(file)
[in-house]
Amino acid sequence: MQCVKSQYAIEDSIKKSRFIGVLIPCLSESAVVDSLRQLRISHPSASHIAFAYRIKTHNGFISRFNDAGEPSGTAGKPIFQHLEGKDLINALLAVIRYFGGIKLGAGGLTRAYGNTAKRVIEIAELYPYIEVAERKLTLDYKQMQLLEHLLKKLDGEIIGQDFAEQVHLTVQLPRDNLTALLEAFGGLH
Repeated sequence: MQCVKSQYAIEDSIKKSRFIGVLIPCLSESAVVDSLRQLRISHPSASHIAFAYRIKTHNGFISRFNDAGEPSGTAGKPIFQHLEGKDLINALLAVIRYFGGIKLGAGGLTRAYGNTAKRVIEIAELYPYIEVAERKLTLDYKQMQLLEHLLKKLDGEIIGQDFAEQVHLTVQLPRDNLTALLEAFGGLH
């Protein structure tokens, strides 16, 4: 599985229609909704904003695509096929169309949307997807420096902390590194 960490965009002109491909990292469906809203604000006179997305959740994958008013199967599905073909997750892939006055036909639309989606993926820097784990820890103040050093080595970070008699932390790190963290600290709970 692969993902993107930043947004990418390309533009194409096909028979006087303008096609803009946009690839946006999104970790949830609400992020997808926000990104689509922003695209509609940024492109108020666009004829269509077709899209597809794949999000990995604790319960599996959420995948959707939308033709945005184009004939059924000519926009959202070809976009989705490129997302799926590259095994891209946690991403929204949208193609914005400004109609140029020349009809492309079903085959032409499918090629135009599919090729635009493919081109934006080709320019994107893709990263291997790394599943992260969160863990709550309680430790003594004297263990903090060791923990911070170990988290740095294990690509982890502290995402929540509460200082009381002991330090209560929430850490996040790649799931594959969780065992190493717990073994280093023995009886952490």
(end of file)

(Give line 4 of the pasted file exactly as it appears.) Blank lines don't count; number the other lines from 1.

């Protein structure tokens, strides 16, 4: 599985229609909704904003695509096929169309949307997807420096902390590194 960490965009002109491909990292469906809203604000006179997305959740994958008013199967599905073909997750892939006055036909639309989606993926820097784990820890103040050093080595970070008699932390790190963290600290709970 692969993902993107930043947004990418390309533009194409096909028979006087303008096609803009946009690839946006999104970790949830609400992020997808926000990104689509922003695209509609940024492109108020666009004829269509077709899209597809794949999000990995604790319960599996959420995948959707939308033709945005184009004939059924000519926009959202070809976009989705490129997302799926590259095994891209946690991403929204949208193609914005400004109609140029020349009809492309079903085959032409499918090629135009599919090729635009493919081109934006080709320019994107893709990263291997790394599943992260969160863990709550309680430790003594004297263990903090060791923990911070170990988290740095294990690509982890502290995402929540509460200082009381002991330090209560929430850490996040790649799931594959969780065992190493717990073994280093023995009886952490």